Mush Records is simply "American-made, avant-underground, emo-Brit-blip-hop, downtempo free-jazz rap," according to Busdriver, the LA MC who's never short on words. Label co-owner Robert Curcio's thesis is more straightforward: "We're interested in that place where all the genres fit together... challenging music that doesn't fit into one category." Built on a shaky foundation of hip-hop, the Mush-thetic depends equally on the spontaneity of free jazz, the blip-twitch of electronica, the confessional vulnerability of indie rock, and the worldly impulses of dub.

Of course, how can a label that has performed its own puddle-jumping through America be held down to anything but a melting pot of styles? Launched in Cincinnati, where they gathered and released material by members of Oakland's Anticon and Five Deez producer Fat Jon, Mush then drifted around the US, landing in New York and San Francisco before reaching their final, and apparently satisfying, destination of sunny Los Angeles.

"We knew from the time we moved to New York that we wanted to move to Los Angeles. A lot of the most influential artists in the hip-hop realm that we were listening to were from LA," Curcio notes, while citing both the city's impeccable weather and co-owner Cindy Roché's familial connections as the major lures of Los Angeles.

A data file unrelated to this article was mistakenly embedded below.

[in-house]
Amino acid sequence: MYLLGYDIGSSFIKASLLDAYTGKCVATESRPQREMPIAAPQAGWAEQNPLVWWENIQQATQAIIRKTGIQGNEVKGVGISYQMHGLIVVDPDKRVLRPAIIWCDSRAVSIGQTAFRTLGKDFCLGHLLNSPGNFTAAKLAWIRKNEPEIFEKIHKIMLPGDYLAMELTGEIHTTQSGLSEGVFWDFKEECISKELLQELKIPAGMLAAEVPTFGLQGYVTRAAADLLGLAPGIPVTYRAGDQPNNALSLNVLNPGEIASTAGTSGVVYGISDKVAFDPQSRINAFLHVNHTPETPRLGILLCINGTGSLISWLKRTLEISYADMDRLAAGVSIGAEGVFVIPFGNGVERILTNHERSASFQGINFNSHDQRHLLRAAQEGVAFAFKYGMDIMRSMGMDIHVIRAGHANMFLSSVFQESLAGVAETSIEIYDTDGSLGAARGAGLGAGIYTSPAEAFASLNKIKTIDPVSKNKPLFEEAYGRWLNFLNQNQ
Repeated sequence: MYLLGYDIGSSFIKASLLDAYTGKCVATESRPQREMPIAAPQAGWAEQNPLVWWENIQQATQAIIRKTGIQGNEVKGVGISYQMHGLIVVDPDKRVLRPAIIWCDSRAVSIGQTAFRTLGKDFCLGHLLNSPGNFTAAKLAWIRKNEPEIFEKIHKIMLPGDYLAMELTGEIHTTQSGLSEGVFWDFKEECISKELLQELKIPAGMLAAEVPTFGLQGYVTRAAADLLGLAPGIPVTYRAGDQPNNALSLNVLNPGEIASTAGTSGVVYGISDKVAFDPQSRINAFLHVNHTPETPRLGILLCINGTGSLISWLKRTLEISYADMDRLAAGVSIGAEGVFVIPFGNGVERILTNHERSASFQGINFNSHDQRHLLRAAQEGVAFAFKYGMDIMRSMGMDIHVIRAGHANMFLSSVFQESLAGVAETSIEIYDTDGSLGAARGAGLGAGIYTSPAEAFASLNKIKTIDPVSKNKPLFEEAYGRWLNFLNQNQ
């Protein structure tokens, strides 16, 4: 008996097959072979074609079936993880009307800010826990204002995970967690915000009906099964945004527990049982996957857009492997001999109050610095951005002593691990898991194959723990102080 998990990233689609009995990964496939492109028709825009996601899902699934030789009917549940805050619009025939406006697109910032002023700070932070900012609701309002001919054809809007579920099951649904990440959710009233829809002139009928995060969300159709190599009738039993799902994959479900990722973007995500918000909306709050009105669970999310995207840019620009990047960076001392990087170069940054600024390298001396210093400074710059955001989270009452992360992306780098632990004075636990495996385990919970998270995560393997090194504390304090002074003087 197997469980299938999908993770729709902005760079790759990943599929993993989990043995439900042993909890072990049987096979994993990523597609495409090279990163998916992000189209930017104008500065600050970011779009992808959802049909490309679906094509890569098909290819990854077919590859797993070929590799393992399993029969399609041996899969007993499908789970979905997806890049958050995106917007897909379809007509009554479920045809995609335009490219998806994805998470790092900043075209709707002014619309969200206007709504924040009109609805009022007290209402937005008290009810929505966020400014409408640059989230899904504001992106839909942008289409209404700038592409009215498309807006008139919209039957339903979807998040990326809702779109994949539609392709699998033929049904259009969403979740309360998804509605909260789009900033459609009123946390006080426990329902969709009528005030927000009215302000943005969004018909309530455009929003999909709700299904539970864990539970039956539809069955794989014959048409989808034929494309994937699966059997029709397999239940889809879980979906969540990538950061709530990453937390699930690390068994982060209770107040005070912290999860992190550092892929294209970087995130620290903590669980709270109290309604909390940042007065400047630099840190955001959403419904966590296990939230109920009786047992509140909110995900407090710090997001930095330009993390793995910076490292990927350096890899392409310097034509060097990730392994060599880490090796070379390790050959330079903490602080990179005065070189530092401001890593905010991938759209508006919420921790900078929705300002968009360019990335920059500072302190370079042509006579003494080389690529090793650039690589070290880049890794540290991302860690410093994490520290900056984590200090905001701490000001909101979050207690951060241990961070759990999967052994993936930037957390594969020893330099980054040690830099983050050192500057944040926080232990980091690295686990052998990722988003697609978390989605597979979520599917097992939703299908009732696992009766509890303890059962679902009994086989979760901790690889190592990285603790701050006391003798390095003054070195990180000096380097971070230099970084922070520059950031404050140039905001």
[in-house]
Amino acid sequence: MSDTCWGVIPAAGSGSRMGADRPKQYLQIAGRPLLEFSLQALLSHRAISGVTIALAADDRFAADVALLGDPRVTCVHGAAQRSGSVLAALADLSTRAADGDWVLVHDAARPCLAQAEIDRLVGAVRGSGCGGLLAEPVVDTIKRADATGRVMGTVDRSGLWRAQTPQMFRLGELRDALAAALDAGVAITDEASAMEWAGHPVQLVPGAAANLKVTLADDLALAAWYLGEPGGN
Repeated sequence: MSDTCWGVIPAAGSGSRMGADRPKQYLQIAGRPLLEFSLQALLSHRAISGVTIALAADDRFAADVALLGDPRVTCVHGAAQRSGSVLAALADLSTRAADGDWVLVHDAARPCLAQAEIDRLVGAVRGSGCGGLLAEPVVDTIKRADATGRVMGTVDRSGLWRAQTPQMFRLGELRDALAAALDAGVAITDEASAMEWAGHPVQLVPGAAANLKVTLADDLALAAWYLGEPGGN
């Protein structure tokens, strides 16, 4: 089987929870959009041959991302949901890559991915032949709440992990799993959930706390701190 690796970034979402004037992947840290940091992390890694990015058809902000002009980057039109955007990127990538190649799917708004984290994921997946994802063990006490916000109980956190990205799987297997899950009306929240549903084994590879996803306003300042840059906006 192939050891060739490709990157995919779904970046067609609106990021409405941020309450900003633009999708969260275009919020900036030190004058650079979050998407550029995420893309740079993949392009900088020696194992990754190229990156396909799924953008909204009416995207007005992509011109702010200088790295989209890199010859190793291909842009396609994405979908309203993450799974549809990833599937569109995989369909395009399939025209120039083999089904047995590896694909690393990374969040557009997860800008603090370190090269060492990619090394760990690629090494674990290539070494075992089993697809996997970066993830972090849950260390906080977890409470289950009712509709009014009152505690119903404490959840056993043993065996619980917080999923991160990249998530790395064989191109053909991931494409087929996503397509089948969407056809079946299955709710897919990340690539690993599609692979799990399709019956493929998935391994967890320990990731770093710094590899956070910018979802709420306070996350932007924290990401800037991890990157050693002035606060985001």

Everything started with Doseone and Boom Bip's Circle album, a grinding, spacy, Joycean hip-hop release, and the cLOUDDEAD 10" single series (also featuring Doseone), which sublimely searched the hinterlands of poetry and rhythm.

Mush has honed its vision into a unique album-creating process while looking to the outer edges of LA's already amorphous hip-hop underground for new artists. "There are two ways a deal happens with Mush," Curcio explains. "One is that an artist shows up with a finished product. The other, more prominent, way is to set up a record to be made specifically for us - made in a specific time period and by a specific producer. We try to make albums that are very album based."

The rest is left up to the artists, as with The Weather by MCs Busdriver and Radioinactive and producer Andre Asmar's debut Race to the Bottom. "We approached Radioinactive and Busdriver and told them to find a producer," Curcio recalls in regards to The Weather. "They were very careful and took a long time, to finally pick Daedelus."

Now that Mush is quietly established in Los Angeles, they continue to search the far corners for more "emo-Brit-blip-hop". This fall finds them releasing brooding breakbeat albums by Omid and Villain Accelerate, and new material from Austin's indie electronica group Her Space Holiday.


Swinghouse Rehearsal Studio.


Mush Records